Clinging to the walls of tropical caves is a type of plant with a single leaf that continues to grow larger for as long as the plant survives. Researchers at the University of Tokyo hope that their study of this unusual species may help inspire future genetic tools to control the size of common crop plants.
“We are pleased that we finally made a small breakthrough studying this plant,” said Professor Hirokazu Tsukaya, who led the recent research project.
The plant’s scientific name, Monophyllaea glabra, means “hairless species of one-leaf plant.” M. glabra sprouts from a seed with two embryonic leaves called cotyledons, but only one of the cotyledons continues to develop into a leaf.
All Monophyllaea species grow one leaf that, as far as scientists have observed, can continue growing bigger as long as the plant lives. Most plants have no limit on the number of leaves they can grow, but those leaves do have a predetermined maximum size.
Tsukaya first tried working with Monophyllaea in the early 1990s after a trip to see the plants growing in their native habitat in Thailand.
“Monophyllaea like to live in limestone caves in Southeast Asia. If you have a chance to go there, you can see these plants easily,” said Tsukaya.
The same curious biology that made the plants so interesting also made them challenging to study with new genetic tools being designed at the time for more common species with immediate agricultural or medical relevance. After a decadeslong hiatus while other molecular techniques developed, the project to understand Monophyllaea began again recently when doctoral student and first author of the research paper Ayaka Kinoshita joined the lab.
“I believe ours is the only lab in the world currently studying this species,” said Tsukaya.
Understanding what makes Monophyllaea unique required tools that could see the location and activity level of genes early in the leaf’s development. A technique known as whole-mount in situ hybridization allows researchers to preserve whole chunks of an organism, not just thin slices, and lock in place all of the genetic material the cells were using at the time of their death. The technique is commonly used in animal tissue, but is more complicated to use in plants because of the stiff outer cell wall around plant cells.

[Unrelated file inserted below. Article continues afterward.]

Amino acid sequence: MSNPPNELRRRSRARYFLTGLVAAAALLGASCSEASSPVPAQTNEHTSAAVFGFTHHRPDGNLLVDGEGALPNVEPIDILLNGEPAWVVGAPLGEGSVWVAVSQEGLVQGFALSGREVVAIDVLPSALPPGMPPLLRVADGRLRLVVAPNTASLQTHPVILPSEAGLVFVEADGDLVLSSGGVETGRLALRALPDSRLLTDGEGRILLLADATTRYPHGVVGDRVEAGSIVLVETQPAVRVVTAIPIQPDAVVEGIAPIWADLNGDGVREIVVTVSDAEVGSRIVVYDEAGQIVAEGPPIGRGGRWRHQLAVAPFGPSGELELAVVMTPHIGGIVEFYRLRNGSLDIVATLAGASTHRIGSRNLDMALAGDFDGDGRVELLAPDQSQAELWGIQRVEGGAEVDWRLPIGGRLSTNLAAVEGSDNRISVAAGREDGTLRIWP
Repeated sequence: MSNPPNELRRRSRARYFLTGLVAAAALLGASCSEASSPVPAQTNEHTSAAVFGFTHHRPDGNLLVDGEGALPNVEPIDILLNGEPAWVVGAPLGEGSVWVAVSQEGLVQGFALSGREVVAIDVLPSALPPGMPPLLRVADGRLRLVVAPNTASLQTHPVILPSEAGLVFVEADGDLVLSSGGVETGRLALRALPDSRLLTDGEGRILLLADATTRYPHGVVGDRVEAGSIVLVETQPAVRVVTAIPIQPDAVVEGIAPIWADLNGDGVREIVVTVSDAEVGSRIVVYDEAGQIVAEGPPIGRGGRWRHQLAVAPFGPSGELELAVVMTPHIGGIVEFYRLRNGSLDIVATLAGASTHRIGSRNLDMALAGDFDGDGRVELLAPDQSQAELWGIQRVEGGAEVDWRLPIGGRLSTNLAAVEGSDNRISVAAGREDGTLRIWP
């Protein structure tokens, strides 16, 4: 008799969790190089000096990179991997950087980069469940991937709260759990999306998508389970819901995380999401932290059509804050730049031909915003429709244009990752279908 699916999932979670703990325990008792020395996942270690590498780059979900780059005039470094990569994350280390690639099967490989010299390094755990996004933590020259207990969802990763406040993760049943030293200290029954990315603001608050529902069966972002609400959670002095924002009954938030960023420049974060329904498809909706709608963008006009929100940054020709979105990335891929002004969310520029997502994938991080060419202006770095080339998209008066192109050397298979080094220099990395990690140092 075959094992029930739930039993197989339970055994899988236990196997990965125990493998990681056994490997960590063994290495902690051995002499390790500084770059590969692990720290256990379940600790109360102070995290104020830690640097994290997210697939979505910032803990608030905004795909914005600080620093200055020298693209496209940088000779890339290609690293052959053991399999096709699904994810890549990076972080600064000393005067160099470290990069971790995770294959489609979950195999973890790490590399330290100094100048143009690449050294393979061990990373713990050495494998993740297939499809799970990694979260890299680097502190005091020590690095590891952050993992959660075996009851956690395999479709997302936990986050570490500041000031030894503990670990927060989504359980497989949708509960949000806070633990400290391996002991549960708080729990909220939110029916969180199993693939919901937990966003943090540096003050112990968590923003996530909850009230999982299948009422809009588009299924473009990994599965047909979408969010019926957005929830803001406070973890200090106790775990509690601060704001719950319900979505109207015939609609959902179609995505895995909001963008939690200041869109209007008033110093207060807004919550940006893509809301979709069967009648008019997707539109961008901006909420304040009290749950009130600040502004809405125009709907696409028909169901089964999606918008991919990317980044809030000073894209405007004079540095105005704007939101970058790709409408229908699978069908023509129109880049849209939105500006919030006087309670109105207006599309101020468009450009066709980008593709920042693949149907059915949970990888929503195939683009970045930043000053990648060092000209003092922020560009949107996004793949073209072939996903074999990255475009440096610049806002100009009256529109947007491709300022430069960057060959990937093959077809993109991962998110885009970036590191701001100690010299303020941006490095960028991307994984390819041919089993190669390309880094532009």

“Luckily, another of our lab members, Assistant Professor Hiroyuki Koga, is a true professional at using the whole-mount system and he persisted to develop a suitable method for plants,” said Tsukaya. Koga is the second author of the research publication and was able to perfect a technique to preserve entire three-week-old Monophyllaea plants.
In plants with standard anatomy, the gene SHOOT MERISTEMLESS (STM) is expressed in cells at the growing tips of stems, referred to as the shoot meristem. Additionally, the gene ANGUSTIFOLIA3 (AN3) is expressed in very young leaves to promote the multiplication of cells that form the leaf.
“With our naked eye, we cannot see any shoot meristem in Monophyllaea. So we want to know, is it lost or is it modified?” explained Tsukaya.
Instead of separating the location and timing of STM and AN3 gene expression, young Monophyllaea showed overlapping expression of the two genes. Researchers say that what looks like a simple leaf in Monophyllaea is actually a combination or fusing of the shoot meristem and leaf.
“In Monophyllaea, the expression areas overlap, suggesting this plant is a hybrid of a normal leaf and shoot meristem. We suppose this curious gene expression pattern is one reason why the plant has such a curious appearance,” said Tsukaya.
Researchers state that understanding how unusual species like M. glabra evolved to use common genes in uncommon ways will help agricultural scientists develop tools for controlling the size of leaves for optimal farming cultivation in the future.
“We study M. glabra because the characteristics of Monophyllaea development are very unique and they cannot be found in any mutants of common laboratory plants. Dealing with the unique phenomenon can definitely provide new insights to plant science,” said Tsukaya.
Source: University of Tokyo